Brotherman: The Odyssey of Black Men in America
Herb Boyd, Robert L. Allen
One World, 1996 - Literary Collections - 922 pages
"[AN] OUTSTANDING COLLECTION...
The powerful opening excerpt by Frederick Douglass evokes his boyhood as a slave, and the collection closes with an eloquent discussion of the race problem today by Cornel West. A distinguished addition to black studies".
--Publishers Weekly (starred review)
The purpose of this extraordinary anthology is made abundantly clear by the editors' stated intention: "to create a living mosaic of essays and stories in which Black men can view themselves, and be viewed without distortion". In this, they have succeeded brilliantly. Brotherman contains more than one hundred and fifty selections, some never before published--from slave narratives, memoirs, social histories, novels, poems, short stories, biographies, autobiographies, position papers, and essays.
Brotherman books us passage to the world that Black men experience as adolescents, lovers, husbands, fathers, workers, warriors, and elders. On this journey they encounter pain, confusion, anger, and love while confronting the life-threatening issues of race, sex, and politics--often as strangers in a strange land. The first collection of its kind, Brotherman gathers together a multitude of voices that add a new, unforgettable chapter to American cultural identity.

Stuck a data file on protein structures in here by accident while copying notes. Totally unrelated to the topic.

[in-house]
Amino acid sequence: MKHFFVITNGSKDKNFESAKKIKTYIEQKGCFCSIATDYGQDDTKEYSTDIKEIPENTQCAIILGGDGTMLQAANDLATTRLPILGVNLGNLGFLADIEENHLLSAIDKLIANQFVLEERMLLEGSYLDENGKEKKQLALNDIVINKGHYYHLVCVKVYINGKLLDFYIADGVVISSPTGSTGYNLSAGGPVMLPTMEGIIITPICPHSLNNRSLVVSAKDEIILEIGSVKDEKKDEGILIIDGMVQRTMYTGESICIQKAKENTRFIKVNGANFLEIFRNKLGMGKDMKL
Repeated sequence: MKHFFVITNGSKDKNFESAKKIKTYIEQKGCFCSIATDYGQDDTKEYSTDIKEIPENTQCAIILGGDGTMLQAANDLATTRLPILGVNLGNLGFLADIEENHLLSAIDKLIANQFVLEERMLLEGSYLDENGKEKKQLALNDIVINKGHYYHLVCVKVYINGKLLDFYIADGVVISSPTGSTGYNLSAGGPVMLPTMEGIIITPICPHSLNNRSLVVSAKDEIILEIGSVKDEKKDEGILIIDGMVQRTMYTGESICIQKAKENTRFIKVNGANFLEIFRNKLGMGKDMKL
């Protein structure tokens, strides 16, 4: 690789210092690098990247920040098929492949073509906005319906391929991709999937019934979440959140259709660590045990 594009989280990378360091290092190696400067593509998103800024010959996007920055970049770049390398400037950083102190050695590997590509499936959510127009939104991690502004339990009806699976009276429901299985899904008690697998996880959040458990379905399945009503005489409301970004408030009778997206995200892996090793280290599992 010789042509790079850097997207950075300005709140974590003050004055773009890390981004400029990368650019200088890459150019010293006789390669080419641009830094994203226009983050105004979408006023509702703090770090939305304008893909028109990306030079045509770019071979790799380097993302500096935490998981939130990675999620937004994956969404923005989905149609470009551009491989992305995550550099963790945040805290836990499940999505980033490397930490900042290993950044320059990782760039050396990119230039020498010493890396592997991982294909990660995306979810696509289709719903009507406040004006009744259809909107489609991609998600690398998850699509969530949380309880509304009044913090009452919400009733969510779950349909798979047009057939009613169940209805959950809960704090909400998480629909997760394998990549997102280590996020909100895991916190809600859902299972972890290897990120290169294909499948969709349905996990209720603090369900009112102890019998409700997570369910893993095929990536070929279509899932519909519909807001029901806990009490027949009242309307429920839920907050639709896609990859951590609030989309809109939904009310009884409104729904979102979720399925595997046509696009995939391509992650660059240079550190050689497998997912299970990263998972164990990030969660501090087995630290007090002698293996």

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For one thing, Wiltwyck only had about a hundred guys, and Warwick had five
hundred. And Warwick had guys from all over New York City. They had cats from
Brooklyn, the Bronx, Manhattan, Queens, and Richmond — everywhere.
They might have been someplace like Wiltwyck, where you went home only
every six months, but they could go home for a visit or could go someplace
eventually. In places like Warwick, you find a lot of guys who never had any home
to go to, ...
They had a lot of guys in there — Puerto Ricans, white, colored, everything —
young cats, sixteen and under, who had made up their minds that they liked guys,
and that's all there was to it. When I first came up there, I had to go to school for ...
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Brotherman: the odyssey of black men in AmericaUser Review - Not Available - Book Verdict
The editors' attempt to gather essays, poems, and segments of larger works as well as short stories covering every aspect of the black man in America--past, present, and future--explains this book's ... Read full review